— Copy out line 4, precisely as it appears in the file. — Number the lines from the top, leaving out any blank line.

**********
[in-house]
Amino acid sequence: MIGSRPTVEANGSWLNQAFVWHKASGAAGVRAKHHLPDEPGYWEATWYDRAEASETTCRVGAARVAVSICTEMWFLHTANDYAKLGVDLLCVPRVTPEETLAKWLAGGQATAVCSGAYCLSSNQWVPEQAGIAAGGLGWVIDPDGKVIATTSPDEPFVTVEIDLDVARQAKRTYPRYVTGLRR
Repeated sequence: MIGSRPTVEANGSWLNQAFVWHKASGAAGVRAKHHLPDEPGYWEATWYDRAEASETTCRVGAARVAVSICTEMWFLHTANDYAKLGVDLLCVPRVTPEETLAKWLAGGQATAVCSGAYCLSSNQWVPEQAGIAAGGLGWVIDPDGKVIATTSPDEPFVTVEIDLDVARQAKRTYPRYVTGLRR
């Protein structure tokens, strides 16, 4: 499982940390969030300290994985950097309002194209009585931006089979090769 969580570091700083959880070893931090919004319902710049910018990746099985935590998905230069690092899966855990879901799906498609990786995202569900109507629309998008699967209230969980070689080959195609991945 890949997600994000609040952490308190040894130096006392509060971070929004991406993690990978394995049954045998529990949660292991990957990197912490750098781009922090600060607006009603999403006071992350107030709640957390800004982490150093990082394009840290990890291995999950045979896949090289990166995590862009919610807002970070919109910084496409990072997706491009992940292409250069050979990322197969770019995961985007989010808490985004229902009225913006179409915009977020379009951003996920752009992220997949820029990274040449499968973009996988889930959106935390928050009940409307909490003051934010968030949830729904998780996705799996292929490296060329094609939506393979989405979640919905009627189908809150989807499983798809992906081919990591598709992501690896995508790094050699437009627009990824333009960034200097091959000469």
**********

């Protein structure tokens, strides 16, 4: 499982940390969030300290994985950097309002194209009585931006089979090769 969580570091700083959880070893931090919004319902710049910018990746099985935590998905230069690092899966855990879901799906498609990786995202569900109507629309998008699967209230969980070689080959195609991945 890949997600994000609040952490308190040894130096006392509060971070929004991406993690990978394995049954045998529990949660292991990957990197912490750098781009922090600060607006009603999403006071992350107030709640957390800004982490150093990082394009840290990890291995999950045979896949090289990166995590862009919610807002970070919109910084496409990072997706491009992940292409250069050979990322197969770019995961985007989010808490985004229902009225913006179409915009977020379009951003996920752009992220997949820029990274040449499968973009996988889930959106935390928050009940409307909490003051934010968030949830729904998780996705799996292929490296060329094609939506393979989405979640919905009627189908809150989807499983798809992906081919990591598709992501690896995508790094050699437009627009990824333009960034200097091959000469």